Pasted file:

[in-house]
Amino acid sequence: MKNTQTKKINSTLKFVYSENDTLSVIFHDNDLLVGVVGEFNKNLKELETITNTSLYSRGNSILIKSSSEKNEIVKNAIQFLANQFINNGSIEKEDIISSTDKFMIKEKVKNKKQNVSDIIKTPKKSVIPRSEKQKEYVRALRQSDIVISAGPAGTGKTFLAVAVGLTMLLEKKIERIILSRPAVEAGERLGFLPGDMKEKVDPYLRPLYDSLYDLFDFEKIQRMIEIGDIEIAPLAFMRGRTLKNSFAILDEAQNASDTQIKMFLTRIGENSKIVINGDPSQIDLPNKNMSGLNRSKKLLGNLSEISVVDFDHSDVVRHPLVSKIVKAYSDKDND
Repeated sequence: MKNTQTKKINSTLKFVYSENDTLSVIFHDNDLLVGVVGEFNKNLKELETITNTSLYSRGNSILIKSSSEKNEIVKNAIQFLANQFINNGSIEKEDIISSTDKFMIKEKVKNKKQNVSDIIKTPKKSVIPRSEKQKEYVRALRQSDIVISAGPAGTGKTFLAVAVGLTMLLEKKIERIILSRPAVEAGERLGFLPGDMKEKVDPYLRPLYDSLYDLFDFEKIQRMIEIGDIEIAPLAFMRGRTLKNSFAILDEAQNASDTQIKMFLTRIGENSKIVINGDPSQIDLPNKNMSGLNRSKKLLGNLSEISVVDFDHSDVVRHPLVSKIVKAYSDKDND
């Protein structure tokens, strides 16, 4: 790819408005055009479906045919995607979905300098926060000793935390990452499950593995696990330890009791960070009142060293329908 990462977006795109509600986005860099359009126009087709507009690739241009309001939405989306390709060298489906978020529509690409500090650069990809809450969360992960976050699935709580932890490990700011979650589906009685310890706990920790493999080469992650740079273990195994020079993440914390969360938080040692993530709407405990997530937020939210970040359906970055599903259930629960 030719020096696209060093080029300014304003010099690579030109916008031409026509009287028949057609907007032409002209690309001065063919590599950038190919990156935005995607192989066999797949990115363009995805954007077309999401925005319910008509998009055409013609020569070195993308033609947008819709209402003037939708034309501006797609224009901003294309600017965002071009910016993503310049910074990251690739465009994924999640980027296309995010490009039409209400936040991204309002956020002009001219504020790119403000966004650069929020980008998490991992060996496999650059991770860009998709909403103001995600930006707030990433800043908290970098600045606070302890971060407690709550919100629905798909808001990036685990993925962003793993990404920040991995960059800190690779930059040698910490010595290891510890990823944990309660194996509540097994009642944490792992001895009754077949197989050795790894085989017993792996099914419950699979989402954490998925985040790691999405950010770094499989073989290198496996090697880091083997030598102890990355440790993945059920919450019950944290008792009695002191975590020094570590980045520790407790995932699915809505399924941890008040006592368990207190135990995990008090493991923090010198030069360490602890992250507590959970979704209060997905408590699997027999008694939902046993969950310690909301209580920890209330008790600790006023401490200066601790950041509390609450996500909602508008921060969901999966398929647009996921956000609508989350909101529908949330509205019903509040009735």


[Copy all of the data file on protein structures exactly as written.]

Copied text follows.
[in-house]
Amino acid sequence: MKNTQTKKINSTLKFVYSENDTLSVIFHDNDLLVGVVGEFNKNLKELETITNTSLYSRGNSILIKSSSEKNEIVKNAIQFLANQFINNGSIEKEDIISSTDKFMIKEKVKNKKQNVSDIIKTPKKSVIPRSEKQKEYVRALRQSDIVISAGPAGTGKTFLAVAVGLTMLLEKKIERIILSRPAVEAGERLGFLPGDMKEKVDPYLRPLYDSLYDLFDFEKIQRMIEIGDIEIAPLAFMRGRTLKNSFAILDEAQNASDTQIKMFLTRIGENSKIVINGDPSQIDLPNKNMSGLNRSKKLLGNLSEISVVDFDHSDVVRHPLVSKIVKAYSDKDND
Repeated sequence: MKNTQTKKINSTLKFVYSENDTLSVIFHDNDLLVGVVGEFNKNLKELETITNTSLYSRGNSILIKSSSEKNEIVKNAIQFLANQFINNGSIEKEDIISSTDKFMIKEKVKNKKQNVSDIIKTPKKSVIPRSEKQKEYVRALRQSDIVISAGPAGTGKTFLAVAVGLTMLLEKKIERIILSRPAVEAGERLGFLPGDMKEKVDPYLRPLYDSLYDLFDFEKIQRMIEIGDIEIAPLAFMRGRTLKNSFAILDEAQNASDTQIKMFLTRIGENSKIVINGDPSQIDLPNKNMSGLNRSKKLLGNLSEISVVDFDHSDVVRHPLVSKIVKAYSDKDND
């Protein structure tokens, strides 16, 4: 790819408005055009479906045919995607979905300098926060000793935390990452499950593995696990330890009791960070009142060293329908 990462977006795109509600986005860099359009126009087709507009690739241009309001939405989306390709060298489906978020529509690409500090650069990809809450969360992960976050699935709580932890490990700011979650589906009685310890706990920790493999080469992650740079273990195994020079993440914390969360938080040692993530709407405990997530937020939210970040359906970055599903259930629960 030719020096696209060093080029300014304003010099690579030109916008031409026509009287028949057609907007032409002209690309001065063919590599950038190919990156935005995607192989066999797949990115363009995805954007077309999401925005319910008509998009055409013609020569070195993308033609947008819709209402003037939708034309501006797609224009901003294309600017965002071009910016993503310049910074990251690739465009994924999640980027296309995010490009039409209400936040991204309002956020002009001219504020790119403000966004650069929020980008998490991992060996496999650059991770860009998709909403103001995600930006707030990433800043908290970098600045606070302890971060407690709550919100629905798909808001990036685990993925962003793993990404920040991995960059800190690779930059040698910490010595290891510890990823944990309660194996509540097994009642944490792992001895009754077949197989050795790894085989017993792996099914419950699979989402954490998925985040790691999405950010770094499989073989290198496996090697880091083997030598102890990355440790993945059920919450019950944290008792009695002191975590020094570590980045520790407790995932699915809505399924941890008040006592368990207190135990995990008090493991923090010198030069360490602890992250507590959970979704209060997905408590699997027999008694939902046993969950310690909301209580920890209330008790600790006023401490200066601790950041509390609450996500909602508008921060969901999966398929647009996921956000609508989350909101529908949330509205019903509040009735």